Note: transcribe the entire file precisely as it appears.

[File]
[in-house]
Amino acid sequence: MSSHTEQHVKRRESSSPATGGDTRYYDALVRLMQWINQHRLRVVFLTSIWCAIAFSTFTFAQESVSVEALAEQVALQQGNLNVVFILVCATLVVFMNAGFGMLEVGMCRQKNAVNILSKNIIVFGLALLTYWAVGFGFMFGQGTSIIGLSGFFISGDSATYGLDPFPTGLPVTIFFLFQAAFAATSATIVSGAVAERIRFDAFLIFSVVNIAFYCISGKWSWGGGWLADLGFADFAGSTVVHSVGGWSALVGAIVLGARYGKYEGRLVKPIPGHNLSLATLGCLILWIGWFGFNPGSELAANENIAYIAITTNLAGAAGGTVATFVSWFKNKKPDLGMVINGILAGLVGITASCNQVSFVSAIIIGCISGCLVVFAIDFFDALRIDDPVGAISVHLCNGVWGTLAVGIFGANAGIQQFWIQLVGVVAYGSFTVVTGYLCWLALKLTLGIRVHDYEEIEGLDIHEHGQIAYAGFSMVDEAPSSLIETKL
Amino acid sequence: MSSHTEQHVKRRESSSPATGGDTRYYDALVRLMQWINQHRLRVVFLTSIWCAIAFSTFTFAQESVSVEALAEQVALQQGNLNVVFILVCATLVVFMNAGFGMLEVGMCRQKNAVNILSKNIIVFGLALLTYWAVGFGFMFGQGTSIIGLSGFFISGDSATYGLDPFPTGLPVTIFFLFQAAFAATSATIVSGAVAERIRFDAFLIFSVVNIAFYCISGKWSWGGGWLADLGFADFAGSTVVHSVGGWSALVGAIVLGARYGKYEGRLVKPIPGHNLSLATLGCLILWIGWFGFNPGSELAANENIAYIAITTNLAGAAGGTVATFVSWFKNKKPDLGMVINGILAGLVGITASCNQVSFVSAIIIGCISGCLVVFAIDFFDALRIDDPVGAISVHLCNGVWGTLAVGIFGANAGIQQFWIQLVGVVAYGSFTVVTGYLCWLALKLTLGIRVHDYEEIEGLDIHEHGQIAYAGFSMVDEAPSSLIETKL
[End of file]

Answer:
[in-house]
Amino acid sequence: MSSHTEQHVKRRESSSPATGGDTRYYDALVRLMQWINQHRLRVVFLTSIWCAIAFSTFTFAQESVSVEALAEQVALQQGNLNVVFILVCATLVVFMNAGFGMLEVGMCRQKNAVNILSKNIIVFGLALLTYWAVGFGFMFGQGTSIIGLSGFFISGDSATYGLDPFPTGLPVTIFFLFQAAFAATSATIVSGAVAERIRFDAFLIFSVVNIAFYCISGKWSWGGGWLADLGFADFAGSTVVHSVGGWSALVGAIVLGARYGKYEGRLVKPIPGHNLSLATLGCLILWIGWFGFNPGSELAANENIAYIAITTNLAGAAGGTVATFVSWFKNKKPDLGMVINGILAGLVGITASCNQVSFVSAIIIGCISGCLVVFAIDFFDALRIDDPVGAISVHLCNGVWGTLAVGIFGANAGIQQFWIQLVGVVAYGSFTVVTGYLCWLALKLTLGIRVHDYEEIEGLDIHEHGQIAYAGFSMVDEAPSSLIETKL
Amino acid sequence: MSSHTEQHVKRRESSSPATGGDTRYYDALVRLMQWINQHRLRVVFLTSIWCAIAFSTFTFAQESVSVEALAEQVALQQGNLNVVFILVCATLVVFMNAGFGMLEVGMCRQKNAVNILSKNIIVFGLALLTYWAVGFGFMFGQGTSIIGLSGFFISGDSATYGLDPFPTGLPVTIFFLFQAAFAATSATIVSGAVAERIRFDAFLIFSVVNIAFYCISGKWSWGGGWLADLGFADFAGSTVVHSVGGWSALVGAIVLGARYGKYEGRLVKPIPGHNLSLATLGCLILWIGWFGFNPGSELAANENIAYIAITTNLAGAAGGTVATFVSWFKNKKPDLGMVINGILAGLVGITASCNQVSFVSAIIIGCISGCLVVFAIDFFDALRIDDPVGAISVHLCNGVWGTLAVGIFGANAGIQQFWIQLVGVVAYGSFTVVTGYLCWLALKLTLGIRVHDYEEIEGLDIHEHGQIAYAGFSMVDEAPSSLIETKL